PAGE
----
Confused yet? Hang in there and I’ll show you some easy ways to eat and stay clean whether you’re biking overnight or hiking the Range Trail.


Let’s get hygiene out of the way first. Wash your hands. Use Dr. Bronner's or any nice to nature equivalent. Do it often, with just a dab of soap and some water.  If you’re still walking around in The Real World squirting alcohol into your hands every time you touch something, cut it out. You only really need to do that after relieving yourself when you are away from plumbing. Really. Cut it out.  Hot water with a splash of the Good Doctor’s Peppermint and a bandana feels great if you can’t bathe by swimming, and hotel-like after a swim. Brush your teeth with what you use at home, do it the N.O.L.S. way. Do your bathing well away from ANY water and away from where you and your friends will be milling around in the dark. NO SOAP, BIODEGRADABLE OR NOT, NO MATTER HOW ORGANIC, SHOULD EVER ENTER ANY WATER BY ANY MEANS FROM YOU. PERIOD. IT KILLS THE FISH. Please, wash and rinse yourself and all your things with water that you carry away from your water source and your camp.

OK, if you are like my partner, Maureen, you’re gonna want at least a one liter pot and some way to heat it. She loves to heat up a pot before bed. She’ll brew a pot for a hot drink as she gets  sleepy so that she can go to bed warm. The rest of that pot of hot water is guarded jealously. Generally, she’ll splash a little aromatic soap in there and soak her face,her neck and her arms with  compress after compress till her tea is drunk and she is almost asleep. She wakes herself up with almost the identical ritual in the morning.  She needs a stove to feel clean in the woods.  She could do that with a stick fire, but probably wouldn’t and therefore would enjoy the experience less.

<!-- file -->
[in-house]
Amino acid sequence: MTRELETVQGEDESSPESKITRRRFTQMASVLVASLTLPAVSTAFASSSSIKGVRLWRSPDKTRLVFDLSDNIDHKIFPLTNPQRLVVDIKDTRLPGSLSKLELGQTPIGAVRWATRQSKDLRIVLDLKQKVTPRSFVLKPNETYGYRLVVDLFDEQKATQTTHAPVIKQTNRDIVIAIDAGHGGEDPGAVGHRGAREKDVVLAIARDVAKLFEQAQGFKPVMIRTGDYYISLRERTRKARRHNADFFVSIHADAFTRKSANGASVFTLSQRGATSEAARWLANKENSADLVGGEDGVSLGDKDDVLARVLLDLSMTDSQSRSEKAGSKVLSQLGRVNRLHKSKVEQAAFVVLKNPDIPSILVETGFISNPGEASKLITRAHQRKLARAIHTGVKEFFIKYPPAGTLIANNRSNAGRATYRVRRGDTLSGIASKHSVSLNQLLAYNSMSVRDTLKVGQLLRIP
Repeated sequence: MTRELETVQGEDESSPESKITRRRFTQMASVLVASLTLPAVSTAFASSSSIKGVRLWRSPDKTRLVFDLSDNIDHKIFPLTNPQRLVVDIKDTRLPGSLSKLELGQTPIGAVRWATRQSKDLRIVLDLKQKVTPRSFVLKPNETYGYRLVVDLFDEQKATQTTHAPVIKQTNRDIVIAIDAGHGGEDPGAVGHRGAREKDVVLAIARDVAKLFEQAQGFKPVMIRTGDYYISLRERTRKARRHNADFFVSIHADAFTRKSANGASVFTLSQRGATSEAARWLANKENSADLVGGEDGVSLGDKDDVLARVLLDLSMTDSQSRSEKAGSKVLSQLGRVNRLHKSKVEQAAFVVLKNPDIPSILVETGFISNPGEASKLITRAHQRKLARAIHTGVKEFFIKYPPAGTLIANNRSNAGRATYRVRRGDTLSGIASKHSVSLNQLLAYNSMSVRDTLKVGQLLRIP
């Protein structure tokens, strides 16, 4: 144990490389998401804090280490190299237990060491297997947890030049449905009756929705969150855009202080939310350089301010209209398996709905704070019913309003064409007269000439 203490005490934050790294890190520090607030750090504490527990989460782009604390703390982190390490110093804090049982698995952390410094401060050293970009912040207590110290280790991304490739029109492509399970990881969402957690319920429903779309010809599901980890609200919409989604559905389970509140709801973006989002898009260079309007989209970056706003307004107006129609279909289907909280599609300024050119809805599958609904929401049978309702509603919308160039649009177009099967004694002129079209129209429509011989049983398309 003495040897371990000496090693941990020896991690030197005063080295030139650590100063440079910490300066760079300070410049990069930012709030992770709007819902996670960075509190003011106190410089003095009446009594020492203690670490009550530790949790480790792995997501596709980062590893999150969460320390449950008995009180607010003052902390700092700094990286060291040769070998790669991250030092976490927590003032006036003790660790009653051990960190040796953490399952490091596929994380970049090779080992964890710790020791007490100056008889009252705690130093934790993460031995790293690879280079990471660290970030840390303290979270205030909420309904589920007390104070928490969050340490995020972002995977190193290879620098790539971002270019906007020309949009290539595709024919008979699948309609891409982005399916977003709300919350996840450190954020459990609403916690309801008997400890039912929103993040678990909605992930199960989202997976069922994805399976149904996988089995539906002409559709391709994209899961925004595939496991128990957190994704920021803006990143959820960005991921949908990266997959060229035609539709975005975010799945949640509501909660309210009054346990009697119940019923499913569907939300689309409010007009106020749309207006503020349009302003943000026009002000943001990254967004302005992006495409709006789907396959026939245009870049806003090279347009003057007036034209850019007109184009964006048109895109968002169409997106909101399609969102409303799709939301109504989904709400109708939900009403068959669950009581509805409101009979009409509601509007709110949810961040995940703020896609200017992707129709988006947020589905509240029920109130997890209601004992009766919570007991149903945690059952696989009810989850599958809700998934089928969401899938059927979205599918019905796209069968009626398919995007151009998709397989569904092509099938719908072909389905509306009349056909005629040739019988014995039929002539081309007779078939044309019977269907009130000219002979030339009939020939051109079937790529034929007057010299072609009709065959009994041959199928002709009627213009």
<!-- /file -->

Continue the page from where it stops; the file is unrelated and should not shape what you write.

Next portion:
Let’s get on with the cooking and let’s also hang with how Maureen does stuff, she’s fairly new to tramping but is already fully actualized. I am old with lots of old, abandonable ways of doing this stuff. She is new with new ways that work now. For instance, we have a closet full of gas powered stoves from the last century that scare the crap out of both of us and stink. I took pains to be expert with gasoline stoves. It was a right of passage in my youth to make an XGK purr. And I could. And who cares. Mo uses an open burner alcohol stove with ease and I think, could make one out of a beer can if pressed to do so.

The truth is, she and I almost never need to cook, cook. We really only need to boil water for even a weeklong hike with some planning, and an easy overnight by bicycle with less planning. For example, on most of our S24O’s, we eat something home cooked, carried afield and accompanied by snacks and cold drinks. I always want coffee and a post prandial Turkish Bath. Mo has her gig . In the morning, right alongside the familiar ways to wake up, like coffee and instant oatmeal, you may be surprised to see boil-in-the-pouch Indian fare. So good. So easy. There’s nothing to clean up if you eat it right out of the pouch.

Longer trips for us mean carrying cheese, cured meat, tinned fish, tortillas, tea, instant (yup) coffee, seaweed, bullion, nut butter, man the list of ready-to-eat easy-to-carry good food just goes on. I didn't even mention fresh raw fruits and veggies. We don’t bother messing around with freeze dried food or even the noodle pouchy stuff from the grocery store. Udon, cooked and vacuum packed is as close as we get.

Because of our easy style, we don’t need a stove that boils a quart of water in two minutes flat under gale forces at negative temperatures. Rather, we prefer a slow, quiet and safe stove that you can hunker down around without funky fumes and half empty canisters to deal with. We like alcohol stoves for this reason. On longer trips of three or more days we use an integrated stove, cookset and stormcooker made by Trangia. We use the smallest hard anodized set.  When we’re going light or overnight we use a two part stove windscreen combo made by Vargo. We use their Decagon stove and aluminum windscreen.  We each have our own billy pot and cup.